Portland's Unclear Future as a Young Retirement Community

Portland's over-educated, under-employed population is largely a semi-retired community of young adults, according to some. But with rising housing prices and overall cost of living, it is unclear how Portland will retain these characteristics.

2 minute read

September 18, 2014, 8:00 AM PDT

By Maayan Dembo @DJ_Mayjahn


As Claire Cain Miller writes for a recent piece in the New York Times Magazine, Portland's future as an urban utopia for kombucha brewers, kale growers, and households living off barista tips is hazy. The city has a high amount of educated residents, and unlike corporate nearby cities like San Francisco or Seattle, Portland offers few high-level employment opportunities for them, leading many young people to enter semi-retirement.

According to a July report by the Oregon Employment Department, the state is concerned with low personal income levels, coupled with its employment-to-population ratio. As Miller highlights, "the average income of Oregonians in recent years 'may have been a 'victim' of the state’s attractiveness, and a resulting population influx' by new residents who don’t earn much, the report said."

Indeed, Aaron Renn, urban-affairs analyst who writes for the Urbanophile blog, shared that "personal income per capita in [Portland] grew by a mere 31 percent between 2000 and 2012, slower than 42 other cities, including Grand Rapids, Mich., and Rochester." Despite these low metrics, the population of Portland keeps growing, with new residents attracted to its quality of life. Indeed, "David Albouy, an economics professor at the University of Illinois, has created a metric, the sacrifice measure, which essentially charts how poor a person is willing to be in order to live in a particular city. Portland, he discovered, is near the top of the list." People are moving to Portland not to kickstart their careers, but rather to enjoy the city's unique nature.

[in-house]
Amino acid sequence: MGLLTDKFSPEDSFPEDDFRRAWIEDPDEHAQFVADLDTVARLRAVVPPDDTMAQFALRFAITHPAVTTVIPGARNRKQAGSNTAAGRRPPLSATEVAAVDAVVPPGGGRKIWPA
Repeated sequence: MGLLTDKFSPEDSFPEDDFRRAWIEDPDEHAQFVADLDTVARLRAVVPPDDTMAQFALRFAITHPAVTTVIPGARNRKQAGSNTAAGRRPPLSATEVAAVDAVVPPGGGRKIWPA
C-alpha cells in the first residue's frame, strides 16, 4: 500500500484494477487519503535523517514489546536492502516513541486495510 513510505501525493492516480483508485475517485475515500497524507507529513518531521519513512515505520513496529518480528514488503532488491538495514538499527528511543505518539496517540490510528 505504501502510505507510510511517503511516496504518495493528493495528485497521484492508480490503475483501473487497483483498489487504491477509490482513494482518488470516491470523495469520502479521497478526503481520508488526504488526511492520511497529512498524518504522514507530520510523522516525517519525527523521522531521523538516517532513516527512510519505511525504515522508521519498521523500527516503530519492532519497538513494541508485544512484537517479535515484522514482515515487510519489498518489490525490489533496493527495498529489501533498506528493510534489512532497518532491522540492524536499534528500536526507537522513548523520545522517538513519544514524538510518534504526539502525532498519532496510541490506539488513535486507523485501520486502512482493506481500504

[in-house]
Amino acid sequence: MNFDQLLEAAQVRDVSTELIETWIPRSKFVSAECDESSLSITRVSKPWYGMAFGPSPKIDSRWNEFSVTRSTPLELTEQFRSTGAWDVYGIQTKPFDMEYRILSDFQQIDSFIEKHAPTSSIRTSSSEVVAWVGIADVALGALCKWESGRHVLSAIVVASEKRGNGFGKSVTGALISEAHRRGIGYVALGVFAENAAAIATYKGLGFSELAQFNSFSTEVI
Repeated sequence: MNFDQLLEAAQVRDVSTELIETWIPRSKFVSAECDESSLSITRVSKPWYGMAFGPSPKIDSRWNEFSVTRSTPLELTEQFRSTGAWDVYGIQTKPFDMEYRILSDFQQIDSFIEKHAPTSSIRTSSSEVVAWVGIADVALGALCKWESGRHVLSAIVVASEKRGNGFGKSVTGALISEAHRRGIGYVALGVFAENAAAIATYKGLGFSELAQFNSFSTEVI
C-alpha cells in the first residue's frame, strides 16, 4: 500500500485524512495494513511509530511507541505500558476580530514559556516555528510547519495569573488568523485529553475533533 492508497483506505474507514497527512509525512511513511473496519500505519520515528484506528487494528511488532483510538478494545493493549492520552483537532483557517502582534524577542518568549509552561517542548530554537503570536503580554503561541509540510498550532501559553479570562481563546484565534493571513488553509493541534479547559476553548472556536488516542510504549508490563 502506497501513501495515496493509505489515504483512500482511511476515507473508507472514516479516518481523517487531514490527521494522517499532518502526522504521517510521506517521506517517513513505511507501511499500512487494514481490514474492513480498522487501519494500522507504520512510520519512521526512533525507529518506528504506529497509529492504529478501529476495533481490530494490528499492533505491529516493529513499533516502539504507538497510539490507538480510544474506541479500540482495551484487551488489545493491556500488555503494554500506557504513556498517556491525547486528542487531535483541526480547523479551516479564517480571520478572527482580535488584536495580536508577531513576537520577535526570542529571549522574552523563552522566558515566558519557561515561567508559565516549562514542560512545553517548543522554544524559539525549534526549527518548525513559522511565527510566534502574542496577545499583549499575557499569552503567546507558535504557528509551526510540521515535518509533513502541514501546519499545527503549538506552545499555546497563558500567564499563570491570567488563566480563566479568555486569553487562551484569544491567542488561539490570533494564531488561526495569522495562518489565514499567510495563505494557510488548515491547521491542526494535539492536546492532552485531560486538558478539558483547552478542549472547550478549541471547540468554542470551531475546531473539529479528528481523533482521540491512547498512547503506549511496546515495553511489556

With concerns over rising housing prices, many of Portland's semi-retired youth may soon be priced out and forced to move to cheaper pastures.

Tuesday, September 16, 2014 in The New York Times Magazine

Rendering of electric scooters, electric cars, light rail train, and apartments in background.

Arizona’s ‘Car-Free’ Community Takes Shape

Culdesac Tempe has been welcoming residents since last year.

February 14, 2024 - The Cool Down

Aerial view of suburban sprawl with large single-family homes near Dallas, Texas.

The Changing Shape of American Suburbs

Housing costs and availability are pushing more American households, including young families, to suburbs and exurbs — and they’re demanding changes.

February 13, 2024 - Business Insider

Freeway toll booth with "Stop" and "Pay Toll" signs

Clearer Thinking About Transportation Pricing

It’s time to reform transportation pricing to reduce traffic congestion, crashes, and pollution, and improve non-auto travel options. Raise my prices, please!

February 13, 2024 - Todd Litman

Aerial view of housing and freeway in Cupertino, California.

Proposal Would Link Highway Funding to Zoning

Experts argue that zoning, housing, and transportation policy are intimately linked.

58 minutes ago - Federation of American Scientists

Close-up of old, rusted water pipe leaking at joint.

White House Announces $5.8 Billion in Water Infrastructure Funding

The new funds add to the effort to replace aging infrastructure and lead pipes.

February 21 - ABC News

White and blue double-decker bus in Seattle, Washington.

Seattle to Introduce Electric Buses With Wireless Charging

In-ground induction chargers will reduce the cost of the charging network.

February 21 - Smart Cities Dive

News from HUD User

HUD's Office of Policy Development and Research

The Walkable City

Harvard GSD Executive Education

New Updates on PD&R Edge

HUD's Office of Policy Development and Research

Urban Design for Planners 1: Software Tools

This six-course series explores essential urban design concepts using open source software and equips planners with the tools they need to participate fully in the urban design process.

Planning for Universal Design

Learn the tools for implementing Universal Design in planning regulations.